Calabai-Yau Enfoldment. 


With respect to an individual human being, however, in the final analysis, the only “thing” that differences the cognitive from the actual, is that the former imputes (enfolds) the sense of “realness”. I have described elsewhere how this sense of realness arises within the values stream of the microgeny of the cognitive.  (Integral Review Journal, Issue 3, Dec 2006 pp 118-152) 

 In the process model, this processural field itself,  corresponding to Bohm’s implicate order, has no shape, and no epistemological content, therefore no “information content” to somehow “pass on” into its processural descendents. In the process model there is no boundary that separates orders at all—there is only the dynamic processural field, and its phase transitions that create constellations of enfoldments (and their traces).  

Whereas Bohm considered conventional reality as an explicate order that unfolds  from a separate (implicate) order, the process model sees conventional reality (cognitive occasioning) as well as allows for non-cognitive actual occasionings as an enfolding process of the processural field that is the totality.  What these hypothetical non-cognitive actual occasions might be represents new process thinking beyond the scope of this paper that I am currently working through. I hope to demonstrate the possibility that the phase transitions in the processural field that do not fully articulate as cognitive occasions might represent a constellation of dynamic interactions that can be interpreted in terms of what Stuart Kaufman calls a “fitness landscape” and may correlate with Kaufman’s realm of pre-adaptation.  


A Process Model with a View : Section IIa (Processes of the Epistemological Perspectives)

Bonnitta Roy, A Process Model with a View.  Presentation for First Integral Theory Conference 2008 at JKF University where it received an honorable mention for academic achievement in integral theory.

Section II : Processes of the Epistemological Perspectives  

 II.a. The Cognitive Occasion   

Cognitive Microgenesis and the Structural Enfoldment of Self  


The AQAL matrix is a very convenient tool for identifying the methodologies of inquiry across various domains of knowledge. AQAL analysis has proven to be  remarkably successful approach for incorporating methodological pluralism in one’s work. The first two issues of AQAL Journal are filled with examples of this kind of rigor.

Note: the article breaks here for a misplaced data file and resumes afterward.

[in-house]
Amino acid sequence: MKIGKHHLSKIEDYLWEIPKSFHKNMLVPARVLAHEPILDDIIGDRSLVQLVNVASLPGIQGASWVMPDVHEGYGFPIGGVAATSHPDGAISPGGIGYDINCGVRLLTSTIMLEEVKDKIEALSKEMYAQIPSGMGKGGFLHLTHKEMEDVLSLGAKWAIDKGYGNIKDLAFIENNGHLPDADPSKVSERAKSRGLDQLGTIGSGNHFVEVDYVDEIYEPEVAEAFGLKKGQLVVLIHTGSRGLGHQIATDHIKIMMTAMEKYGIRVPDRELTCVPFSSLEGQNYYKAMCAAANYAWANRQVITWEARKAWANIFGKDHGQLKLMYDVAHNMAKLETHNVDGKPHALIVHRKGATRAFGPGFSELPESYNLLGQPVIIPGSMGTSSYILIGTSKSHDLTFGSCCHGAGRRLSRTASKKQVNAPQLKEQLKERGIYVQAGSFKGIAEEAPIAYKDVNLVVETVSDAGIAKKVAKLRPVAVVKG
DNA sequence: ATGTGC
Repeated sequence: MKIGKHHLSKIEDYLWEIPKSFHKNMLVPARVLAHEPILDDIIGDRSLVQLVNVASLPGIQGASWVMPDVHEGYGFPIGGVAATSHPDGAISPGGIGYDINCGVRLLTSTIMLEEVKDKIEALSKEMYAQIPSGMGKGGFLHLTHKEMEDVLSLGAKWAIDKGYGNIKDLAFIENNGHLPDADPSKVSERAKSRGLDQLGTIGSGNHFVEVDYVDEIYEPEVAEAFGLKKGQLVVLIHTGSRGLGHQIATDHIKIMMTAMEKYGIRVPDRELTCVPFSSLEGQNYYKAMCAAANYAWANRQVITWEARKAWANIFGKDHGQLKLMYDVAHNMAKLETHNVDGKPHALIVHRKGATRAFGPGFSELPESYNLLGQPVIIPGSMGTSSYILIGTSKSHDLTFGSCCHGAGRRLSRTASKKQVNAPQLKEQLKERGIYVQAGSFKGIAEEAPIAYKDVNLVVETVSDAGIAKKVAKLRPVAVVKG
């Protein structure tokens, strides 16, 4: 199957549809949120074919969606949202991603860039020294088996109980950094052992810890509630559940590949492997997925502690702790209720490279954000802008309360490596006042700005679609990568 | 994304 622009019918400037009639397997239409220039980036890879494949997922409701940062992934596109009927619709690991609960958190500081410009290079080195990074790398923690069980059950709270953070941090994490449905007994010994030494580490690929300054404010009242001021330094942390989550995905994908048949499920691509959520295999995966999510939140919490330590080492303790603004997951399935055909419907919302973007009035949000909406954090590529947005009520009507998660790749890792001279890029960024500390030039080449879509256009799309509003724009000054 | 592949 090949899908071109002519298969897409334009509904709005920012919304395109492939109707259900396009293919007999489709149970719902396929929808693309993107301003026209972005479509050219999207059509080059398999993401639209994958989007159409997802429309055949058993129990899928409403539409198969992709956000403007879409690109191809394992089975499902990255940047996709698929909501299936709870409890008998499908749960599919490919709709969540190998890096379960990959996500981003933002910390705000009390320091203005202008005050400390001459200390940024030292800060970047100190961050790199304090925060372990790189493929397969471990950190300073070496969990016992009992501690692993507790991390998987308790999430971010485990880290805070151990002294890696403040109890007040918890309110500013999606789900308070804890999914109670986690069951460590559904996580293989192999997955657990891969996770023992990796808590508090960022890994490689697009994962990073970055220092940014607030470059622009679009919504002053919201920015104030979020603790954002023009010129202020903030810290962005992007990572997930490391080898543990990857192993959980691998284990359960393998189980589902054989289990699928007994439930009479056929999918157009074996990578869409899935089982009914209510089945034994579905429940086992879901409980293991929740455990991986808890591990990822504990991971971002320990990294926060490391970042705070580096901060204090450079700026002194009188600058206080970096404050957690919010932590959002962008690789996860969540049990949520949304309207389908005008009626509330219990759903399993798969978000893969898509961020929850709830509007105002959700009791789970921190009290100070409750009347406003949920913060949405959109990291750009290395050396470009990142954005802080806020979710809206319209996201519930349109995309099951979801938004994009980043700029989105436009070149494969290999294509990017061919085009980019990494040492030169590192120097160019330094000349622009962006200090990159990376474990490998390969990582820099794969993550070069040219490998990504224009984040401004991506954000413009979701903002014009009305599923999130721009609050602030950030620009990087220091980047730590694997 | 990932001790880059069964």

However, the AQAL matrix is less successful at describing one’s own Being-in-the-world—how the self experiences itself in its own situatedness. For example, although I may be able to feel my mind taking on or switching between different perspectives (first, second, third), I don’t experience my mind or myself as a 4-quadrant matrix splayed out in 4 directions, UL, UR, LL, LR. My most basic attention doesn’t “shift” up, down, right, left, when I take on different perspectives—it doesn’t “move around” in two-dimensional matrix space.  

Rather, I feel I am a core self inside a mind, inside a body inside a world shared with other (core/self/mind/body)s; and I feel that these enfoldments (core/self/mind/body/world) arise and change in time and in space. This enfoldment is the nature of conventional experience and can be represented as follows: 


Notice that the progression lays down levels of interior-exterior relations, such that the core is felt as a deeper interior than the self, which in turn is felt as a deeper interior than the mind, and so on until we experience a fully “exteriorized” objective world in space-time dimensions. The experience of “other” selves is similarly an “exteriorization” of an internally accessible experience of “self” onto exteriorly appearing/existing agents. How far one goes in assigning “selfhood” to other exterior agents various according to culture and individual, as both human and non-human animals can qualify, as well as inanimate objects in  such as dolls in the case of children, or amulets in the case of  shamanistic projection.